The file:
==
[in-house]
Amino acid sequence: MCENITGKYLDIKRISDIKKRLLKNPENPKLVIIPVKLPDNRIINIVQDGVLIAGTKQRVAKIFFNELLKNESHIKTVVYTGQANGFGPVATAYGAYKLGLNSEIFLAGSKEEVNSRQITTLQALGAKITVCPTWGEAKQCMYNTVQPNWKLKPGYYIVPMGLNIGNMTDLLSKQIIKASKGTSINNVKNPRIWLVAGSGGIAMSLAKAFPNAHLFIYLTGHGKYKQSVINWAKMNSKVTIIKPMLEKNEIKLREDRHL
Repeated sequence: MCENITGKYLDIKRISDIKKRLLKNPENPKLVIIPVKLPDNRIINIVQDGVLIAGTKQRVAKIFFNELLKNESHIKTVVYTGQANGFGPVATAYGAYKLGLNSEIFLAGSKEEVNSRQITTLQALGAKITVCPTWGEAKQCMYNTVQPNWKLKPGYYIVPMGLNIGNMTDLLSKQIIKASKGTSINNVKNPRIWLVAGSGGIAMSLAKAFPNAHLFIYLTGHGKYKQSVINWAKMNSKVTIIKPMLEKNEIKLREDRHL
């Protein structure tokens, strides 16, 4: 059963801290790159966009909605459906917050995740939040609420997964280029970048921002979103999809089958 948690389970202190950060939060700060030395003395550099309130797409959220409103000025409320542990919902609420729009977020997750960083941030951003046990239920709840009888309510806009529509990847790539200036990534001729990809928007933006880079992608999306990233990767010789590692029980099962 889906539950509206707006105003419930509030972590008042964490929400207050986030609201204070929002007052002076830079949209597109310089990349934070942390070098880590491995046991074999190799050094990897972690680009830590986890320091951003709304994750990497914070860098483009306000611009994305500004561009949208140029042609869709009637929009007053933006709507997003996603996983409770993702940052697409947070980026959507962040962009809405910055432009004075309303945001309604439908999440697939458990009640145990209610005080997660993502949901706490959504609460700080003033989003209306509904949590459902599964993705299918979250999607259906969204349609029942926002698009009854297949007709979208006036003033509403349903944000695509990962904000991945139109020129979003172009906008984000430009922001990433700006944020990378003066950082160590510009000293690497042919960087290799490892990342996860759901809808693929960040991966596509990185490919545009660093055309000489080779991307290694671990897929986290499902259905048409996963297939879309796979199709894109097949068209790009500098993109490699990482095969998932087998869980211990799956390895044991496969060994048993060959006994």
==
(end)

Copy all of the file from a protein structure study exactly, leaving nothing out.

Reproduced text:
[in-house]
Amino acid sequence: MCENITGKYLDIKRISDIKKRLLKNPENPKLVIIPVKLPDNRIINIVQDGVLIAGTKQRVAKIFFNELLKNESHIKTVVYTGQANGFGPVATAYGAYKLGLNSEIFLAGSKEEVNSRQITTLQALGAKITVCPTWGEAKQCMYNTVQPNWKLKPGYYIVPMGLNIGNMTDLLSKQIIKASKGTSINNVKNPRIWLVAGSGGIAMSLAKAFPNAHLFIYLTGHGKYKQSVINWAKMNSKVTIIKPMLEKNEIKLREDRHL
Repeated sequence: MCENITGKYLDIKRISDIKKRLLKNPENPKLVIIPVKLPDNRIINIVQDGVLIAGTKQRVAKIFFNELLKNESHIKTVVYTGQANGFGPVATAYGAYKLGLNSEIFLAGSKEEVNSRQITTLQALGAKITVCPTWGEAKQCMYNTVQPNWKLKPGYYIVPMGLNIGNMTDLLSKQIIKASKGTSINNVKNPRIWLVAGSGGIAMSLAKAFPNAHLFIYLTGHGKYKQSVINWAKMNSKVTIIKPMLEKNEIKLREDRHL
């Protein structure tokens, strides 16, 4: 059963801290790159966009909605459906917050995740939040609420997964280029970048921002979103999809089958 948690389970202190950060939060700060030395003395550099309130797409959220409103000025409320542990919902609420729009977020997750960083941030951003046990239920709840009888309510806009529509990847790539200036990534001729990809928007933006880079992608999306990233990767010789590692029980099962 889906539950509206707006105003419930509030972590008042964490929400207050986030609201204070929002007052002076830079949209597109310089990349934070942390070098880590491995046991074999190799050094990897972690680009830590986890320091951003709304994750990497914070860098483009306000611009994305500004561009949208140029042609869709009637929009007053933006709507997003996603996983409770993702940052697409947070980026959507962040962009809405910055432009004075309303945001309604439908999440697939458990009640145990209610005080997660993502949901706490959504609460700080003033989003209306509904949590459902599964993705299918979250999607259906969204349609029942926002698009009854297949007709979208006036003033509403349903944000695509990962904000991945139109020129979003172009906008984000430009922001990433700006944020990378003066950082160590510009000293690497042919960087290799490892990342996860759901809808693929960040991966596509990185490919545009660093055309000489080779991307290694671990897929986290499902259905048409996963297939879309796979199709894109097949068209790009500098993109490699990482095969998932087998869980211990799956390895044991496969060994048993060959006994």